A Brief History of the Facebook Privacy Debacle

The times they are a-changin’.

This post seems to be older than 17 years—a long time on the internet. It might be outdated.

Unless you go to college, you may not have heard about the recent revolt against Facebook this week.

Tuesday morning, after a wonderful three day weekend for most (but not me), Facebook updated their website with the now infamous “News Feeds.” Within hours, people started revolting by the masses. A group called “Students against Facebook News Feed (Official Petition to Facebook)” was created and within hours over 10,000 people had signed up. A large number, but only a fraction of what would happen. By the end of the day, that number had increased nearly ten-fold to over 100,000.

Within a a few rather long days, that number would eventually reach over a quarter-million users. 750,000 out of 8,000,000 doesn’t seem like a whole lot, but it is. The issue at hand was a perceived invasion of privacy. I used “perceived” because while no new data was being collected or mined, users of Facebook did feel like their lives had been taken to a whole new level of openness.


From www.time.com:

The feature in question appears on the user’s home page and looks like a glitzy laundry list. It chronicles every action a user’s friends have recently taken on Facebook. These include the mundane: Sally befriended Joan, the boring: Tim now likes The Daily Show, and the juicy: John and Beth broke up. And in case it matters, each action is time-stamped to the minute.

What came next was pretty amazing, and not in a good way:
In a post titled “Calm Down. Breathe. We Hear You.” Mark Zuckerberg, head of Facebook, writes, “We’ve been getting a lot of feedback about Mini-Feed and News Feed. We think they are great products, but we know that many of you are not immediate fans, and have found them overwhelming and cluttered.”

Calm down? Why should anyone calm down? Facebook managed to alienate a very significant number of their users with this “upgrade” and they want them to breathe. I can see it now: a group of Facebook students crowded outside Mark Zuckerberg’s Palo Alto office shouting “I’m mad as hell and I’m not going to take this anymore!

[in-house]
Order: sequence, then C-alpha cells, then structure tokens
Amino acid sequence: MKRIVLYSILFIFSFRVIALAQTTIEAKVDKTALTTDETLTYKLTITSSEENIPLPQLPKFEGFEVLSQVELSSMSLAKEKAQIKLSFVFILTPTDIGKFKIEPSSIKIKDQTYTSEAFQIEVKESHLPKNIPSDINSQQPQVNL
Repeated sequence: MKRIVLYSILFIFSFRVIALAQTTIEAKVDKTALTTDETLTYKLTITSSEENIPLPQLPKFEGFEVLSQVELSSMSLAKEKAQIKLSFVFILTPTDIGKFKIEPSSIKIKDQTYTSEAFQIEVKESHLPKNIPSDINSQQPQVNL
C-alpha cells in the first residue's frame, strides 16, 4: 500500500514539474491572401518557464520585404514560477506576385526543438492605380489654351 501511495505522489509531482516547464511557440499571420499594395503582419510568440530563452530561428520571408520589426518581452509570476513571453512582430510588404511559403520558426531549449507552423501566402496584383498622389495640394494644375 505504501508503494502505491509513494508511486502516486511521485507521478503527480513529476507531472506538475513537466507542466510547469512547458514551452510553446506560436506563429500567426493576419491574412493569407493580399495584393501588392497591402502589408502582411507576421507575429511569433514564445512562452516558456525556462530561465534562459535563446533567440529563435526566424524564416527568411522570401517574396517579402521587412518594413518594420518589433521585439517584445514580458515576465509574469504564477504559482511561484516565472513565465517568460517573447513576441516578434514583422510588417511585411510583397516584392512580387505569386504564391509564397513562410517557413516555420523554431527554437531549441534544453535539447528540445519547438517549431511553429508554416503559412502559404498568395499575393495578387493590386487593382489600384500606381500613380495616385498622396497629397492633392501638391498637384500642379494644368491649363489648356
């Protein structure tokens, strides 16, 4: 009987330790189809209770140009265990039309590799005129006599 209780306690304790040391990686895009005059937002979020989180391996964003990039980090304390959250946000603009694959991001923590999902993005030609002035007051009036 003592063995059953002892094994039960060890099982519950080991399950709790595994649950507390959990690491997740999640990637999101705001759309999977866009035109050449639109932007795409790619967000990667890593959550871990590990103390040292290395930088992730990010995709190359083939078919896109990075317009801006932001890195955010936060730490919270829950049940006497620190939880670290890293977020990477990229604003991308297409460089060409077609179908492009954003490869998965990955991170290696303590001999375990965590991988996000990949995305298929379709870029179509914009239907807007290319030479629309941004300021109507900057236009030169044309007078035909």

Why not just roll back the update until a suitable solution could be found?

As tension between Facebook users and Facebook-the-company grew, a temporary fix emerged:
In addition to having a News Feed on your homepage, each user also has a Mini-feed on their profile page that details just their actions.

Clicking on the “X” would remove that item from both your Mini-feed and the News Feed of your friends. But users would have to click through up to 10 “X”‘s to remove all the items. A spiffy, Javascript-based bookmarklet, Nuke Facebook Feed Items, let users easily remove all items.

Then early Friday morning, Mark posted another article, “An Open Letter from Mark Zuckerberg:” The first sentence said it all, “We really messed this one up.”

People, and companies, are going to make mistakes. That’s a fact. While fessing up your mistakes should be a requirement, it’s not. Robert Scoble pretty much sums it up:
From scobleizer.wordpress.com:

Notice how different this is from how HP is handling things? Where’s the HP’s CEO’s blog?

Scoble is referring, of course, referring to the recent HP Privacy Fiasco.

I digress. Zuckerberg continues, “When we launched News Feed and Mini-Feed we were trying to provide you with a stream of information about your social world. Instead, we did a bad job of explaining what the new features were and an even worse job of giving you control of them. I’d like to try to correct those errors now.”

Facebook decided not to roll back the changes, I still think they should have. Instead, they opted to add more privacy features.
From blog.facebook.com:

This new privacy page will allow you to choose which types of stories go into your Mini-Feed and your friends’ News Feeds, and it also lists the type of actions Facebook will never let any other person know about.